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Exposure to Dust & Endotoxins at Composting Sites: A Case Study
 
Abstract
Objectives
 To characterise compost workers’ exposure to dust, endotoxin and ?-(1–3) glucan during various operational practices and investigate whether dust concentrations are a useful indicator of endotoxin exposure in compost workers.
Methods
This study assessed inhalable dust fractions, bacterial endotoxin and ?-(1–3) glucan in 117 personal samples and 88 ambient samples from four large-scale composting facilities.
Results
Employees’ exposures to inhalable dust, endotoxin and ?-(1–3) glucan exhibited a large range. Inhalable dust was found to be generally low (GM 0.99 mg/m3, GSD 2.99 mg/m3). Analysis of the biological component of the dust showed that employees’ exposures to endotoxin were elevated (GM 35.10 EU/m3, GSD 9.97 EU/m3). Employees’ exposure to ?-(1–3) glucan was low (GM 0.98 ng/m3, GSD 13.39 ng/m3). Dust levels were elevated during manual sorting and screening of waste and high levels of endotoxin and ?-(1–3) glucan were observed during all practices involving the movement of waste. A significant correlation was observed between the personal dust levels and personal endotoxin concentrations (r = 0.783, p < 0.05) and that personal inhalable dust concentration may be a valuable predictor for personal endotoxin concentration in the sites studied.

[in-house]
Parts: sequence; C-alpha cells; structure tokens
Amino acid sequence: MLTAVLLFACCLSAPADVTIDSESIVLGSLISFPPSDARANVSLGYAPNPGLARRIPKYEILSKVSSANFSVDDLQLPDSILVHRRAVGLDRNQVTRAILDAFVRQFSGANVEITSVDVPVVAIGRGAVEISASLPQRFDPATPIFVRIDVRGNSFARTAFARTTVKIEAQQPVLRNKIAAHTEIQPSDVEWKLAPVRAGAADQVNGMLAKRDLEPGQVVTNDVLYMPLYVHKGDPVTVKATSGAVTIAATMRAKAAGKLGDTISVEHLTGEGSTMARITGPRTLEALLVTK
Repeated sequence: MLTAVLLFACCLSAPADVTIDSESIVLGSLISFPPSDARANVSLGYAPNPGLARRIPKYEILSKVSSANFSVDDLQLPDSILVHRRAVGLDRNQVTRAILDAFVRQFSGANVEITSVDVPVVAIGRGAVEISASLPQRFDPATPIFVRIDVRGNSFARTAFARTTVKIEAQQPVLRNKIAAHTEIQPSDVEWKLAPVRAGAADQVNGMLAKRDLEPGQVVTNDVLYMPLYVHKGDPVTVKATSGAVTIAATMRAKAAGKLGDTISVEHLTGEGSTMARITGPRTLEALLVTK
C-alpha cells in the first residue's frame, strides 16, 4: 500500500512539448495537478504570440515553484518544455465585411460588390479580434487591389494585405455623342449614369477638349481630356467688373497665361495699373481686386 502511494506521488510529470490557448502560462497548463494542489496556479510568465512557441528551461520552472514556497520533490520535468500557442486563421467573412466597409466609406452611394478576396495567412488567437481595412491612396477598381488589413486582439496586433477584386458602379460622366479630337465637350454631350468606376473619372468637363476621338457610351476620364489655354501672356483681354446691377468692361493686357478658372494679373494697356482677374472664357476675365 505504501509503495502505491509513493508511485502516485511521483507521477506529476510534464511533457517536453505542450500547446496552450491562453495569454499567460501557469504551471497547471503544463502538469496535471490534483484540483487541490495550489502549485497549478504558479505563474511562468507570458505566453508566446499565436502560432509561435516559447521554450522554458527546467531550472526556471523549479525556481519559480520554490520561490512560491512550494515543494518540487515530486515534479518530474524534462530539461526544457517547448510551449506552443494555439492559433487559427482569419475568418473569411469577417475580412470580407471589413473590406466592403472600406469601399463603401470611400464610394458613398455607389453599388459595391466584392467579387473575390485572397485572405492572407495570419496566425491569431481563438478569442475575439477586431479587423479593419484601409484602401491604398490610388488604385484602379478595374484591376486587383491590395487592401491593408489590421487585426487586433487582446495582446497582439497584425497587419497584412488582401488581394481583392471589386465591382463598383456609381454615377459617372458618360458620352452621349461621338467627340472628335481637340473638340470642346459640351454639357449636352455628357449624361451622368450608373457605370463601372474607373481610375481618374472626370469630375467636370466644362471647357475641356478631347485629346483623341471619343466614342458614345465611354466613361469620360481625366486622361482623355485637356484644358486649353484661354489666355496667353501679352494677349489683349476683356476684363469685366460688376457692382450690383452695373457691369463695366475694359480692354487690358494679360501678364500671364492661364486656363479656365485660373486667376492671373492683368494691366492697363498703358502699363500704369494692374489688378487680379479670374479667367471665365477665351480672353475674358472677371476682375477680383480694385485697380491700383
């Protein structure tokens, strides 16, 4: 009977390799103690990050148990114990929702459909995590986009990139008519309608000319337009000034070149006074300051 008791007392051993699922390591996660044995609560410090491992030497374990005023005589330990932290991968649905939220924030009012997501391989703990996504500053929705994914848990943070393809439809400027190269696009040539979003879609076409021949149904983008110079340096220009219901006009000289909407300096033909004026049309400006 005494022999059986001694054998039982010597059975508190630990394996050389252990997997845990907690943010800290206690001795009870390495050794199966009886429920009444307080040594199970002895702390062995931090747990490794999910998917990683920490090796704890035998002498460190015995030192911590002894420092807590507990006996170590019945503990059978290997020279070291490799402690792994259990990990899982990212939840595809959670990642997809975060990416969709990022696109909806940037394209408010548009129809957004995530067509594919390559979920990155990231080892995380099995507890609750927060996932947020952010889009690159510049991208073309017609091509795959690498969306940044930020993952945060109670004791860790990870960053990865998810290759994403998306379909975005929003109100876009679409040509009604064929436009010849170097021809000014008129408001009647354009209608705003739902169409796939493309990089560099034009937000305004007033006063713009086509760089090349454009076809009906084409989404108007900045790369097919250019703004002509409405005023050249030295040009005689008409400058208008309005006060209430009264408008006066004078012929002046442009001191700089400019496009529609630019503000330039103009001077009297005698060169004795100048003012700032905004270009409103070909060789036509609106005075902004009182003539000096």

Conclusions
Workers at composting sites are exposed to high levels of bacterial endotoxin consistent with adverse respiratory outcomes even though in most cases, their personal dust exposure is below the suggested regulatory levels. Dose–response data for the biological components present in the dust encountered at composting sites are not well established at this time and site operators should adopt precautionary measures when assessing and managing these potential risks.
 

Waste Management

Volume 31, Issue 3, March 2011 Pages 423 - 430

Workers’ exposure to dust, endotoxin and ?-(1–3) glucan at four large-scale composting facilities

P. Sykes, R.H.K. Morris, J.A. Allen, J.D. Wildsmith, K.P. Jones

To obtain a copy of this research please contact  Dr. Peter Sykes (psykes@cardiffmet.ac.uk)

 

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